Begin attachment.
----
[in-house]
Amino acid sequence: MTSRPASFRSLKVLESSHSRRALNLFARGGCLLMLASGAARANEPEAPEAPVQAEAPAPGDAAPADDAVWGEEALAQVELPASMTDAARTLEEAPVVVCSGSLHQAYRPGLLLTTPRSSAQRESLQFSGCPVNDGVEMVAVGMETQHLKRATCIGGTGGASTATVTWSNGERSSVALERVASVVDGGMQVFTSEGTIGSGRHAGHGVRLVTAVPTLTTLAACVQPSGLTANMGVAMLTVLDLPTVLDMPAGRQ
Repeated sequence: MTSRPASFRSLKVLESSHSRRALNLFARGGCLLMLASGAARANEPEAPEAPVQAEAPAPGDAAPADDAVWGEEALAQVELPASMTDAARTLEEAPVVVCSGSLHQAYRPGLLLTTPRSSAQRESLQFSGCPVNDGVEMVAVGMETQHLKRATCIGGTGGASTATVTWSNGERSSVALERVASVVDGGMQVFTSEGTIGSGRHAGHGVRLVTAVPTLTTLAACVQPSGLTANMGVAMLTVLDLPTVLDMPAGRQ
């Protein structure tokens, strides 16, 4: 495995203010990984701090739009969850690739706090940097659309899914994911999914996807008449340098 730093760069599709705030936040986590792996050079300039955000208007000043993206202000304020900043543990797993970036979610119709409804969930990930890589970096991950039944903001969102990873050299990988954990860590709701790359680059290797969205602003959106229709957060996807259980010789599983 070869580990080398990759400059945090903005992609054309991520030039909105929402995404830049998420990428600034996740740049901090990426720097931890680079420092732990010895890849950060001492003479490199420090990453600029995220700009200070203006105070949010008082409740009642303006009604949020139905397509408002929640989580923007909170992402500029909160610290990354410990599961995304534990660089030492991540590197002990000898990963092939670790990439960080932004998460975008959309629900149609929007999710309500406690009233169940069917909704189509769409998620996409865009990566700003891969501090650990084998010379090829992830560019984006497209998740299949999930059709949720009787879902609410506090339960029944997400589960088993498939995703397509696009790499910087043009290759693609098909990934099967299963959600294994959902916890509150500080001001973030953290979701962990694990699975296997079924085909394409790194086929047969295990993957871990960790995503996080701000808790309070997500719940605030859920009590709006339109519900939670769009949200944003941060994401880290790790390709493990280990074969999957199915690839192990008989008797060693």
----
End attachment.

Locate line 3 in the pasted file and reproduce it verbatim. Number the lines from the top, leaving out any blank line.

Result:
Repeated sequence: MTSRPASFRSLKVLESSHSRRALNLFARGGCLLMLASGAARANEPEAPEAPVQAEAPAPGDAAPADDAVWGEEALAQVELPASMTDAARTLEEAPVVVCSGSLHQAYRPGLLLTTPRSSAQRESLQFSGCPVNDGVEMVAVGMETQHLKRATCIGGTGGASTATVTWSNGERSSVALERVASVVDGGMQVFTSEGTIGSGRHAGHGVRLVTAVPTLTTLAACVQPSGLTANMGVAMLTVLDLPTVLDMPAGRQ